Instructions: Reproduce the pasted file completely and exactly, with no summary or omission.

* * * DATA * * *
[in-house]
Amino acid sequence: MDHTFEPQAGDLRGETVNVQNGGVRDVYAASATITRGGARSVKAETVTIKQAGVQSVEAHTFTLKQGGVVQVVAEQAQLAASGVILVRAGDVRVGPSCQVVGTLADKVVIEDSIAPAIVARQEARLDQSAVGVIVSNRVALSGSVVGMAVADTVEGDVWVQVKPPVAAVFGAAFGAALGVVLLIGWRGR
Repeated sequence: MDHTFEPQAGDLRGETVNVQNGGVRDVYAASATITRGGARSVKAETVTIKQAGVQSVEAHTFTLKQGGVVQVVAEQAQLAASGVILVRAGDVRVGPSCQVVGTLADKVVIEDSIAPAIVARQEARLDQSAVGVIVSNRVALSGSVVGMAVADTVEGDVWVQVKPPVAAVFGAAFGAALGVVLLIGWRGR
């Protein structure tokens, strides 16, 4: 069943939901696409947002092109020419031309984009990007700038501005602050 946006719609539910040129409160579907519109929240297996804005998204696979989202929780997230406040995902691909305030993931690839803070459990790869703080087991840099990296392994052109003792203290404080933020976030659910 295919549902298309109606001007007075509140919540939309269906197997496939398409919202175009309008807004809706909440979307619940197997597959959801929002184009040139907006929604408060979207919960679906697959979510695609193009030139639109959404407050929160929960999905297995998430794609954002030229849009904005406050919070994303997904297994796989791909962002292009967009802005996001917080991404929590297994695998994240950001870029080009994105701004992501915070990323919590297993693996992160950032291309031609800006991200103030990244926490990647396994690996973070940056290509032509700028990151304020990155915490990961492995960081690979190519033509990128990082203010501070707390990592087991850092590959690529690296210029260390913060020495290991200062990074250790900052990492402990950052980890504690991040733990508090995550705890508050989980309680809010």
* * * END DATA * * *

[in-house]
Amino acid sequence: MDHTFEPQAGDLRGETVNVQNGGVRDVYAASATITRGGARSVKAETVTIKQAGVQSVEAHTFTLKQGGVVQVVAEQAQLAASGVILVRAGDVRVGPSCQVVGTLADKVVIEDSIAPAIVARQEARLDQSAVGVIVSNRVALSGSVVGMAVADTVEGDVWVQVKPPVAAVFGAAFGAALGVVLLIGWRGR
Repeated sequence: MDHTFEPQAGDLRGETVNVQNGGVRDVYAASATITRGGARSVKAETVTIKQAGVQSVEAHTFTLKQGGVVQVVAEQAQLAASGVILVRAGDVRVGPSCQVVGTLADKVVIEDSIAPAIVARQEARLDQSAVGVIVSNRVALSGSVVGMAVADTVEGDVWVQVKPPVAAVFGAAFGAALGVVLLIGWRGR
């Protein structure tokens, strides 16, 4: 069943939901696409947002092109020419031309984009990007700038501005602050 946006719609539910040129409160579907519109929240297996804005998204696979989202929780997230406040995902691909305030993931690839803070459990790869703080087991840099990296392994052109003792203290404080933020976030659910 295919549902298309109606001007007075509140919540939309269906197997496939398409919202175009309008807004809706909440979307619940197997597959959801929002184009040139907006929604408060979207919960679906697959979510695609193009030139639109959404407050929160929960999905297995998430794609954002030229849009904005406050919070994303997904297994796989791909962002292009967009802005996001917080991404929590297994695998994240950001870029080009994105701004992501915070990323919590297993693996992160950032291309031609800006991200103030990244926490990647396994690996973070940056290509032509700028990151304020990155915490990961492995960081690979190519033509990128990082203010501070707390990592087991850092590959690529690296210029260390913060020495290991200062990074250790900052990492402990950052980890504690991040733990508090995550705890508050989980309680809010």